Marguerite McDonald, MD, FACS is a board-certified ophthalmologist. She received her medical degree from Columbia University College of Physicians and Surgeons, followed by an internship at Lenox Hill Hospital and ophthalmology residency at Manhattan Eye Ear and Throat Hospital/Cornell, both in New York City, and a fellowship in corneal and external diseases with Dr. Herbert E. Kaufman at the LSU Eye Center in New Orleans. She then joined the faculty at LSU Eye Center. From 1993 until Hurricane Katrina hit New Orleans in 2005, Dr. McDonald was the director of the Southern Vision Institute in New Orleans. She is a clinical professor of ophthalmology at NYU School of Medicine in Manhattan, and is also an adjunct clinical professor of ophthalmology at Tulane University Health Sciences Center in New Orleans. Dr. McDonald was a professor of ophthalmology and the director of the Corneal Service at the LSU Eye Center, LSU Medical Center School of Medicine, New Orleans. She is currently a senior consultant for AMO and several other pharmaceutical and device companies, and was previously the medical director for Alcon/Summit/Autonomous. She was also a principal investigator for the Chiron Technologies (now Bausch and Lomb/Valeant) and Nidek EC 5000 lasers. Dr. McDonald joined the faculty at the LSU Eye Center in 1981. She has been the principal investigator of three National Eye Institute grants for the study of refractive surgery: radial keratotomy [at the LSU Clinical Center for the Prospective Evaluation of Radial Keratotomy (PERK) study], epikeratophakia, and excimer laser photorefractive keratectomy, as well as numerous industrial grants. In New Orleans, she headed the research team investigating the use of the excimer laser for the correction of optical error, and in 1988 she performed the world’s first excimer laser treatment to eliminate or reduce the need for glasses and contact lenses. In 1993 she performed the world’s first excimer laser surgeries for farsightedness. Dr. McDonald performed the world’s first Summit/Autonomous wavefront-based excimer laser surgeries; these cases were also the first wavefront-based laser surgeries in the Americas. She was the second physician in the United States and the third physician in the world to perform conductive keratoplasty (CK) for farsightedness. Dr. McDonald was the medical monitor of the U.S. clinical trials that led to FDA approval for CK. She was also the first North American surgeon to perform Epi-LASIK (September 2003). In 2015, Dr McDonald performed the first EBK procedure (epi-Bowman’s keratectomy) in the Americas.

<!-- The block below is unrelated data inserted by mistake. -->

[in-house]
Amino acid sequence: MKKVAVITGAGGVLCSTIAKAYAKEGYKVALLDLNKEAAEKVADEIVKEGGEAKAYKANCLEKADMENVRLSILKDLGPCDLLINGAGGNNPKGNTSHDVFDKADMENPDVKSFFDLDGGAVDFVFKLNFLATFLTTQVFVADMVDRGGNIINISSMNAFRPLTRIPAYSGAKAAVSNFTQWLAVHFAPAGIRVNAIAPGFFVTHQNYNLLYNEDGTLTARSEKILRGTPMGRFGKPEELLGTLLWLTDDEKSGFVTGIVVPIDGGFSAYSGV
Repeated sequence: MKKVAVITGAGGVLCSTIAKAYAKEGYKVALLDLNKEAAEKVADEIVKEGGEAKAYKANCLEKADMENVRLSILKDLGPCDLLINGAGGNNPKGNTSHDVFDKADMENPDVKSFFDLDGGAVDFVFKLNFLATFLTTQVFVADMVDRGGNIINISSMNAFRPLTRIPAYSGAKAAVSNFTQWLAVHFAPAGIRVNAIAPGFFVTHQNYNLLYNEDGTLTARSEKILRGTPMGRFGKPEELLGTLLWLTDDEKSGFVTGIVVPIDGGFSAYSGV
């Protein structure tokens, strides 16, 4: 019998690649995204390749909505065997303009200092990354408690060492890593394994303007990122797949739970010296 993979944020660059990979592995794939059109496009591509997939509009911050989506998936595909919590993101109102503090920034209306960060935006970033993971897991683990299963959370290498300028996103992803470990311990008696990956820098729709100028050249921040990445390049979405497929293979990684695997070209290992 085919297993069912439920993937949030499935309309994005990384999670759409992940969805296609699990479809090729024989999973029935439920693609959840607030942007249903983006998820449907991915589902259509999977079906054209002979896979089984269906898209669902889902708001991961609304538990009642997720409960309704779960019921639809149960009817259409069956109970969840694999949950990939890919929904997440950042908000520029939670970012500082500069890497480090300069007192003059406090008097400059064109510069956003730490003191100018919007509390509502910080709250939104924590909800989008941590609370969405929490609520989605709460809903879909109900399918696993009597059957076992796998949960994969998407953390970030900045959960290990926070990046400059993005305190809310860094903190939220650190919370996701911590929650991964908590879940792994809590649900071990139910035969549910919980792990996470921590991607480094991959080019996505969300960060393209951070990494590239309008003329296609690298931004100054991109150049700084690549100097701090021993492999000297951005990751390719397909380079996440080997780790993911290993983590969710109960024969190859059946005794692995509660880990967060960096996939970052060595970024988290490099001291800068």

Dr. McDonald has over 1,500 publications in refractive surgery, cornea, ocular infections and allergy, and ocular surface disease (dry eye and blepharitis). Dr. McDonald has received many awards and has been honored with selection to the editorial boards of several publications, including the Journal of Cataract and Refractive Surgery and the Journal of Refractive Surgery. In 1997 she was elected to the executive committee of the prestigious American Society of Cataract and Refractive Surgery (ASCRS), and was elected its first female president for the 2002-03 term. In 2009-10, Dr. McDonald served as the first female president of the International Society of Refractive Surgery of the American Academy of Ophthalmology (ISRS/AAO), the largest refractive surgery society in the world. She is also the medical editor of the society’s official newsletter, Refractive Outlook.
Dr. McDonald served for years as the chief medical editor for Channel 6 News, the NBC affiliate in New Orleans; she made weekly in-person television appearances—live and taped—covering medical topics. Dr. McDonald has also been featured on a segment of “Good Morning America”, on CBS Evening News with Katie Couric on July 31, 2007, on CNN in August 2008, and in 2013 was featured as the subject of a CNN Sanjay Gupta special series on medical pioneers.